The Library of Congress has funded four impressive-looking online tools to help teaching and learning with primary sources:
Eagle Eye Citizen engages middle and high school students in solving and creating interactive challenges on American history, civics, and government with Library of Congress primary sources in order to develop students’ civic understanding and historical thinking skills.
Teachers can create virtual classrooms to monitor student progress, and students can create their own interactives, too!
Developed by the Indiana University Center on Representative Government, Engaging Congress is a series of game-based learning activities that explores the basic tenets of representative government and the challenges that it faces in contemporary society. Primary source documents are used to examine the history and evolution of issues that confront Congress today.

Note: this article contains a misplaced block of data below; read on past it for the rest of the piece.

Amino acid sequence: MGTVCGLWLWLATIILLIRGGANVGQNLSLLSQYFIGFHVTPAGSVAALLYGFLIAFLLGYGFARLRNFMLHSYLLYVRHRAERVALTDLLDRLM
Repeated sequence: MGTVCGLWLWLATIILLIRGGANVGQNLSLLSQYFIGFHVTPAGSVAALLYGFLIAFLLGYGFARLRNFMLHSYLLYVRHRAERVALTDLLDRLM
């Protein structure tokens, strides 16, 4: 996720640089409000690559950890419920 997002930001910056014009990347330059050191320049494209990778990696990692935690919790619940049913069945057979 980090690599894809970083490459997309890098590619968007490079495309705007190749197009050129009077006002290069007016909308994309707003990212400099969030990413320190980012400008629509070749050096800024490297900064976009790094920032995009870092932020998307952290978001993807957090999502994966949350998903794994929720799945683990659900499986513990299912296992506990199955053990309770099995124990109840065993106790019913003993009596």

KidCitizen introduces a new way for young students (K-5) to engage with history through primary sources. In KidCitizen’s nine interactive episodes, children explore civics and government concepts by investigating primary source photographs from the Library of Congress. They also connect what they find with their daily lives. KidCitizen includes cloud software tools that let educators create their own episodes and share them with students.
Case Maker is a customizable system for inquiry-based learning for K-12 students using primary sources from the Library of Congress. Modeled after the ‘observe, reflect, question,’ framework developed under the TPS program, Case Maker guides students to challenge a question, collect evidence, and make a case.
Teachers can also create virtual classrooms here to monitor student progress.
I’m adding these resources to:
The Best Resources For Using Primary Sources
The Best Sites Where Students Can Work Independently & Let Teachers Check On Progress